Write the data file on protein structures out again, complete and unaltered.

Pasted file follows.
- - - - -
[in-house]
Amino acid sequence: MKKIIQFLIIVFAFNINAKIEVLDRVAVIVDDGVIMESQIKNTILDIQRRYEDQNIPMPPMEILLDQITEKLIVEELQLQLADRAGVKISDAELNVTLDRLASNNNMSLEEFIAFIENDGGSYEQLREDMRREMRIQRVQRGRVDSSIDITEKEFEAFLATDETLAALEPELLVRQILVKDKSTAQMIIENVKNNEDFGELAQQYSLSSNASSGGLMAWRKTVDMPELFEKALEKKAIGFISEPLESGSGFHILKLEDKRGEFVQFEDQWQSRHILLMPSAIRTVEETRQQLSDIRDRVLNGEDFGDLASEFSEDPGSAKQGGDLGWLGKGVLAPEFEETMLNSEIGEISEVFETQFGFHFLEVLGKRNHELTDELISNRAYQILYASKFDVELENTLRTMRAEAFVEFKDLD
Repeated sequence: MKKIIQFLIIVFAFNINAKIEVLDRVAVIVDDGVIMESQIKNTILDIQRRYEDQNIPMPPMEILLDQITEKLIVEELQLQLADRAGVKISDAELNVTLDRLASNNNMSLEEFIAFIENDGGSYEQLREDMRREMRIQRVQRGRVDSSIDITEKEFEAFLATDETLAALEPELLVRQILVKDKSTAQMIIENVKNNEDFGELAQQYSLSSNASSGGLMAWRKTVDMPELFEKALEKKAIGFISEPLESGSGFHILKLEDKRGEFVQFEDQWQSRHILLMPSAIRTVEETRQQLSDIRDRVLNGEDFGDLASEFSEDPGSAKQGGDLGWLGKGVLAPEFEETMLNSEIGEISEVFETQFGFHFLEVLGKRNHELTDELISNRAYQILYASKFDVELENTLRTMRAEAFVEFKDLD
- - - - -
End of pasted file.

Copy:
[in-house]
Amino acid sequence: MKKIIQFLIIVFAFNINAKIEVLDRVAVIVDDGVIMESQIKNTILDIQRRYEDQNIPMPPMEILLDQITEKLIVEELQLQLADRAGVKISDAELNVTLDRLASNNNMSLEEFIAFIENDGGSYEQLREDMRREMRIQRVQRGRVDSSIDITEKEFEAFLATDETLAALEPELLVRQILVKDKSTAQMIIENVKNNEDFGELAQQYSLSSNASSGGLMAWRKTVDMPELFEKALEKKAIGFISEPLESGSGFHILKLEDKRGEFVQFEDQWQSRHILLMPSAIRTVEETRQQLSDIRDRVLNGEDFGDLASEFSEDPGSAKQGGDLGWLGKGVLAPEFEETMLNSEIGEISEVFETQFGFHFLEVLGKRNHELTDELISNRAYQILYASKFDVELENTLRTMRAEAFVEFKDLD
Repeated sequence: MKKIIQFLIIVFAFNINAKIEVLDRVAVIVDDGVIMESQIKNTILDIQRRYEDQNIPMPPMEILLDQITEKLIVEELQLQLADRAGVKISDAELNVTLDRLASNNNMSLEEFIAFIENDGGSYEQLREDMRREMRIQRVQRGRVDSSIDITEKEFEAFLATDETLAALEPELLVRQILVKDKSTAQMIIENVKNNEDFGELAQQYSLSSNASSGGLMAWRKTVDMPELFEKALEKKAIGFISEPLESGSGFHILKLEDKRGEFVQFEDQWQSRHILLMPSAIRTVEETRQQLSDIRDRVLNGEDFGDLASEFSEDPGSAKQGGDLGWLGKGVLAPEFEETMLNSEIGEISEVFETQFGFHFLEVLGKRNHELTDELISNRAYQILYASKFDVELENTLRTMRAEAFVEFKDLD